Then he started talking about the Beach Boys, and that’s when I was once again struck by how close I felt to this artwork. Growing up in Southern California, it was impossible for me to not know of the Beach Boys. A rock band formed out of Hawthorne, California in the early 1960s, I grew up listening to Wouldn’t It Be Nice and Caroline, No, among others.

But the part of the story that no one ever told me about was the death of Dennis Wilson, the drummer. Just after his 39th birthday, Wilson threw himself overboard at the Marina Del Rey boat docks, where he had previously owned a yacht, and drowned.

Deyermond told the story in a slightly different way than what I would later read online. He said Wilson dove off the docks of the marina into the freezing December ocean water. He was looking for things he’d thrown overboard from his yacht many years before. Deyermond talked about someone coming up to him on a lifeboat, at which point I started to think he was blending the story of Wilson’s death with his own struggle, or some romanticized version of this horrific event. He talked about begging Wilson to live, to just get out of the water so he could tell him how loved he was and that he deserved to live.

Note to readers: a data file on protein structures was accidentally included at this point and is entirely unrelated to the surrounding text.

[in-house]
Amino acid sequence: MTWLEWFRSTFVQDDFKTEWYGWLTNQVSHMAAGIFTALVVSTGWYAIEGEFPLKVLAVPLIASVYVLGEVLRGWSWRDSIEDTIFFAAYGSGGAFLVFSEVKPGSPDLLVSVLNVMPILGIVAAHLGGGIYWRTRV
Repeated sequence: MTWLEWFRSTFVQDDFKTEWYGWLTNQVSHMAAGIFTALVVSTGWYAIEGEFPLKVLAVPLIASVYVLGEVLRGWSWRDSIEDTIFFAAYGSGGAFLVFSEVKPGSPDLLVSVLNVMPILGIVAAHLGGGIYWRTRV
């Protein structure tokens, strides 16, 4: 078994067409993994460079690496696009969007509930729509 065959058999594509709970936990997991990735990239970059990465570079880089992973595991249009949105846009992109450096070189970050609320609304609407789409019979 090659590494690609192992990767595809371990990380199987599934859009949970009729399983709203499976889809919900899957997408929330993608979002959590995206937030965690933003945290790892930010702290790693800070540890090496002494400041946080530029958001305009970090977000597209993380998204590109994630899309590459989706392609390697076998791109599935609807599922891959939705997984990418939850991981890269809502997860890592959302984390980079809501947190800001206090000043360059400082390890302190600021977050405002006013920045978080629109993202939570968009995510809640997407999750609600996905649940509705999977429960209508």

Wilson wasn’t saved by someone on a lifeboat. He was found by four divers after over an hour of searching for him.

By this point, his sobbing had turned into full-on fits of heaving. I’d never seen someone cry during an art talk. I’d never seen someone deliver an art talk for what I assumed had been at least 45 minutes. Deyermond was holding an ore for a rowboat. He was twisting it between his fingers, the veins in his arms popping through his skin. It looked almost as if he was kneading bread. There was a pink sailboat in the center of the gallery, to which I assumed the ore belonged.

He said he had gotten the boat from an older man who built it for his wife. He wanted to take it out and sail with her on the open water. It was the ultimate symbol of his love for her. But as the universe so often has it, she died before he finished building the boat. So he gave it to Deyermond.

Trying to catch his breath and wipe away the salt from his face, Deyermond went on to say that he slept in the boat for three weeks. After doing so, he decided he wasn’t going to kill himself. Then he painted the boat pink, and began to write words on the inside of it.

I left the gallery soon after this part, as it was 10:58 a.m. and Cervenka’s show was about to begin. But I searched for Deyermond online after we left the gallery, and once again was taken aback by what I saw.